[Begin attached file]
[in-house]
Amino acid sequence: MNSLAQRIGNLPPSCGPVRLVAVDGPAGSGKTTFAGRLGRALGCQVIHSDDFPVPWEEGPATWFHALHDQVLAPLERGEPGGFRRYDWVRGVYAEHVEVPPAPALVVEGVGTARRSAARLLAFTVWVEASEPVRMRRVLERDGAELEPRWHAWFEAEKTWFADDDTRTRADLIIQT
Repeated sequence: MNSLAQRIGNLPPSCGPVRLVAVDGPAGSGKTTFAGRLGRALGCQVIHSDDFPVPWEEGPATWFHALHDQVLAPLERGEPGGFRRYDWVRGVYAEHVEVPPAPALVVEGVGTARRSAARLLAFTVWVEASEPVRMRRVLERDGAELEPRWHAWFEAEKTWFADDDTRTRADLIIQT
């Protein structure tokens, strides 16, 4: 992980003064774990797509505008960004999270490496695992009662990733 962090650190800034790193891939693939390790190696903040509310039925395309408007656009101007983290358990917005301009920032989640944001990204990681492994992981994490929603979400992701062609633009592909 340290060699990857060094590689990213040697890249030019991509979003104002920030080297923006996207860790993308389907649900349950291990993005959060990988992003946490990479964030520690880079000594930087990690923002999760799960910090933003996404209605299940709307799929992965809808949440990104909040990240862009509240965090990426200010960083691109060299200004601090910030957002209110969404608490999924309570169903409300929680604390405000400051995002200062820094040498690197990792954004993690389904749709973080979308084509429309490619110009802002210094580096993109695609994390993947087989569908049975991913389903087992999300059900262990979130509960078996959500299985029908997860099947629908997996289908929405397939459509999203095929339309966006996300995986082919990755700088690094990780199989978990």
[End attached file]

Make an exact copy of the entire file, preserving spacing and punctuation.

[in-house]
Amino acid sequence: MNSLAQRIGNLPPSCGPVRLVAVDGPAGSGKTTFAGRLGRALGCQVIHSDDFPVPWEEGPATWFHALHDQVLAPLERGEPGGFRRYDWVRGVYAEHVEVPPAPALVVEGVGTARRSAARLLAFTVWVEASEPVRMRRVLERDGAELEPRWHAWFEAEKTWFADDDTRTRADLIIQT
Repeated sequence: MNSLAQRIGNLPPSCGPVRLVAVDGPAGSGKTTFAGRLGRALGCQVIHSDDFPVPWEEGPATWFHALHDQVLAPLERGEPGGFRRYDWVRGVYAEHVEVPPAPALVVEGVGTARRSAARLLAFTVWVEASEPVRMRRVLERDGAELEPRWHAWFEAEKTWFADDDTRTRADLIIQT
């Protein structure tokens, strides 16, 4: 992980003064774990797509505008960004999270490496695992009662990733 962090650190800034790193891939693939390790190696903040509310039925395309408007656009101007983290358990917005301009920032989640944001990204990681492994992981994490929603979400992701062609633009592909 340290060699990857060094590689990213040697890249030019991509979003104002920030080297923006996207860790993308389907649900349950291990993005959060990988992003946490990479964030520690880079000594930087990690923002999760799960910090933003996404209605299940709307799929992965809808949440990104909040990240862009509240965090990426200010960083691109060299200004601090910030957002209110969404608490999924309570169903409300929680604390405000400051995002200062820094040498690197990792954004993690389904749709973080979308084509429309490619110009802002210094580096993109695609994390993947087989569908049975991913389903087992999300059900262990979130509960078996959500299985029908997860099947629908997996289908929405397939459509999203095929339309966006996300995986082919990755700088690094990780199989978990």